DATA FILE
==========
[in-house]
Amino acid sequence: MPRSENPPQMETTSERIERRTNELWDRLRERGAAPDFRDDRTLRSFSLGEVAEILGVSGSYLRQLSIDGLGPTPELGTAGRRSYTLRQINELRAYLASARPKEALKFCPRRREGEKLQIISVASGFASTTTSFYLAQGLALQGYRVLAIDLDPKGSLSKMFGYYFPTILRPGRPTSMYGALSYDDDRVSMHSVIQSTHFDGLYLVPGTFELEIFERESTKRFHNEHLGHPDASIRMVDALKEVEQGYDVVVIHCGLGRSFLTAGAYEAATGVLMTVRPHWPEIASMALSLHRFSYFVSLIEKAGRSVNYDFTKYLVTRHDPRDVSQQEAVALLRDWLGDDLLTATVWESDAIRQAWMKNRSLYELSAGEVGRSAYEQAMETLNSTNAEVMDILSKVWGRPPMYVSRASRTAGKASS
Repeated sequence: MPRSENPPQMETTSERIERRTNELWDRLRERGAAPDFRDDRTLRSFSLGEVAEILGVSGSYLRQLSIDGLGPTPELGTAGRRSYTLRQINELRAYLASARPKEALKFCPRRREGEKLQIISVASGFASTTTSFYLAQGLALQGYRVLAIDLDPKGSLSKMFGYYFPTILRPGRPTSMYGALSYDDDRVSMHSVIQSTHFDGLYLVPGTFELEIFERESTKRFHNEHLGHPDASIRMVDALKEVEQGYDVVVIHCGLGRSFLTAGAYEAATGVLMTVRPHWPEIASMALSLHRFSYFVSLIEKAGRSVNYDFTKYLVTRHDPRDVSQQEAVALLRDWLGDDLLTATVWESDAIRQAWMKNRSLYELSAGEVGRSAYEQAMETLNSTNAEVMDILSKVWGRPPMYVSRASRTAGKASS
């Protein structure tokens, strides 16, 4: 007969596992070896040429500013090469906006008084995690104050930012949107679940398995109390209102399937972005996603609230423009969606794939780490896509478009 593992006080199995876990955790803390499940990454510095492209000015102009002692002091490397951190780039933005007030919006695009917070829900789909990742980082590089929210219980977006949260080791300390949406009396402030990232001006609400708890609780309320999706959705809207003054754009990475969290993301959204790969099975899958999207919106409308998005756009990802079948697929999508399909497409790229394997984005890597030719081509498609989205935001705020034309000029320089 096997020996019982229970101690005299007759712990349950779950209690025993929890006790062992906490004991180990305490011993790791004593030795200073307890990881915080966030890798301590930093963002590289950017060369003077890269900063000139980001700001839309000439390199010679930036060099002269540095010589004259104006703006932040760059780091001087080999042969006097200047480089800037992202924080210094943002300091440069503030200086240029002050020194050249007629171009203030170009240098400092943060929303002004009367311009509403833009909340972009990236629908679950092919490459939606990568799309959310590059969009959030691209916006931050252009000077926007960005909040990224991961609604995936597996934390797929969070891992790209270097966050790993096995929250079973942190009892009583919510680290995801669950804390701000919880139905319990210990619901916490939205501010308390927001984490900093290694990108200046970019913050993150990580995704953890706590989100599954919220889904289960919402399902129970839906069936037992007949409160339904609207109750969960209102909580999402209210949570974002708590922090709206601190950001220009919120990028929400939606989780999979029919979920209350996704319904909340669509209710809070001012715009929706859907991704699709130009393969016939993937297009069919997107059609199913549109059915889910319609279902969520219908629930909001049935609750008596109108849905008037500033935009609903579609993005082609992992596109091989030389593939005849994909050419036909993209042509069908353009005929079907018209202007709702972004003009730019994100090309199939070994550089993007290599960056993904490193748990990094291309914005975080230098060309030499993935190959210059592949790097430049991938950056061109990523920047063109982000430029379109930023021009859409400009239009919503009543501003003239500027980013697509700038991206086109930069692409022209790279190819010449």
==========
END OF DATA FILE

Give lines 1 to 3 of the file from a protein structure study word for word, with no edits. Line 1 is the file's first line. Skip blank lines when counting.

[in-house]
Amino acid sequence: MPRSENPPQMETTSERIERRTNELWDRLRERGAAPDFRDDRTLRSFSLGEVAEILGVSGSYLRQLSIDGLGPTPELGTAGRRSYTLRQINELRAYLASARPKEALKFCPRRREGEKLQIISVASGFASTTTSFYLAQGLALQGYRVLAIDLDPKGSLSKMFGYYFPTILRPGRPTSMYGALSYDDDRVSMHSVIQSTHFDGLYLVPGTFELEIFERESTKRFHNEHLGHPDASIRMVDALKEVEQGYDVVVIHCGLGRSFLTAGAYEAATGVLMTVRPHWPEIASMALSLHRFSYFVSLIEKAGRSVNYDFTKYLVTRHDPRDVSQQEAVALLRDWLGDDLLTATVWESDAIRQAWMKNRSLYELSAGEVGRSAYEQAMETLNSTNAEVMDILSKVWGRPPMYVSRASRTAGKASS
Repeated sequence: MPRSENPPQMETTSERIERRTNELWDRLRERGAAPDFRDDRTLRSFSLGEVAEILGVSGSYLRQLSIDGLGPTPELGTAGRRSYTLRQINELRAYLASARPKEALKFCPRRREGEKLQIISVASGFASTTTSFYLAQGLALQGYRVLAIDLDPKGSLSKMFGYYFPTILRPGRPTSMYGALSYDDDRVSMHSVIQSTHFDGLYLVPGTFELEIFERESTKRFHNEHLGHPDASIRMVDALKEVEQGYDVVVIHCGLGRSFLTAGAYEAATGVLMTVRPHWPEIASMALSLHRFSYFVSLIEKAGRSVNYDFTKYLVTRHDPRDVSQQEAVALLRDWLGDDLLTATVWESDAIRQAWMKNRSLYELSAGEVGRSAYEQAMETLNSTNAEVMDILSKVWGRPPMYVSRASRTAGKASS